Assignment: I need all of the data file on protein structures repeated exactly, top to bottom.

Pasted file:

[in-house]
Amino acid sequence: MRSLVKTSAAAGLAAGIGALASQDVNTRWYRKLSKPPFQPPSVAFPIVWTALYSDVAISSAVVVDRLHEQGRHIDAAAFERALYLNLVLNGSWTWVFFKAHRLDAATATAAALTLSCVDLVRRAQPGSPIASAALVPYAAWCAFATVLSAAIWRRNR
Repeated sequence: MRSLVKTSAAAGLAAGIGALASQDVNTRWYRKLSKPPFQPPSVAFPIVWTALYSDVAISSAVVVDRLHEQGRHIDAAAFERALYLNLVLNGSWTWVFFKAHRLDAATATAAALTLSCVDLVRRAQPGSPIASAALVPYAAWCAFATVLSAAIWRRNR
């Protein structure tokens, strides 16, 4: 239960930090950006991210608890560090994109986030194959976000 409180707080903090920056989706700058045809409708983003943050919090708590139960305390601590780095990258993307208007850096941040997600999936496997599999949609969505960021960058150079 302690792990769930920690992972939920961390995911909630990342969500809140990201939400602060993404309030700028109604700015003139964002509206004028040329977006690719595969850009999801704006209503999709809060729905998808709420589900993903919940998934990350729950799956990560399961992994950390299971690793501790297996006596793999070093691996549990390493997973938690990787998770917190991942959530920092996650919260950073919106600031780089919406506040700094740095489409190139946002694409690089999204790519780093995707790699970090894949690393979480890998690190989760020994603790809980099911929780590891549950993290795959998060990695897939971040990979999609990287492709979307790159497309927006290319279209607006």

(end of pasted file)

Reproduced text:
[in-house]
Amino acid sequence: MRSLVKTSAAAGLAAGIGALASQDVNTRWYRKLSKPPFQPPSVAFPIVWTALYSDVAISSAVVVDRLHEQGRHIDAAAFERALYLNLVLNGSWTWVFFKAHRLDAATATAAALTLSCVDLVRRAQPGSPIASAALVPYAAWCAFATVLSAAIWRRNR
Repeated sequence: MRSLVKTSAAAGLAAGIGALASQDVNTRWYRKLSKPPFQPPSVAFPIVWTALYSDVAISSAVVVDRLHEQGRHIDAAAFERALYLNLVLNGSWTWVFFKAHRLDAATATAAALTLSCVDLVRRAQPGSPIASAALVPYAAWCAFATVLSAAIWRRNR
């Protein structure tokens, strides 16, 4: 239960930090950006991210608890560090994109986030194959976000 409180707080903090920056989706700058045809409708983003943050919090708590139960305390601590780095990258993307208007850096941040997600999936496997599999949609969505960021960058150079 302690792990769930920690992972939920961390995911909630990342969500809140990201939400602060993404309030700028109604700015003139964002509206004028040329977006690719595969850009999801704006209503999709809060729905998808709420589900993903919940998934990350729950799956990560399961992994950390299971690793501790297996006596793999070093691996549990390493997973938690990787998770917190991942959530920092996650919260950073919106600031780089919406506040700094740095489409190139946002694409690089999204790519780093995707790699970090894949690393979480890998690190989760020994603790809980099911929780590891549950993290795959998060990695897939971040990979999609990287492709979307790159497309927006290319279209607006």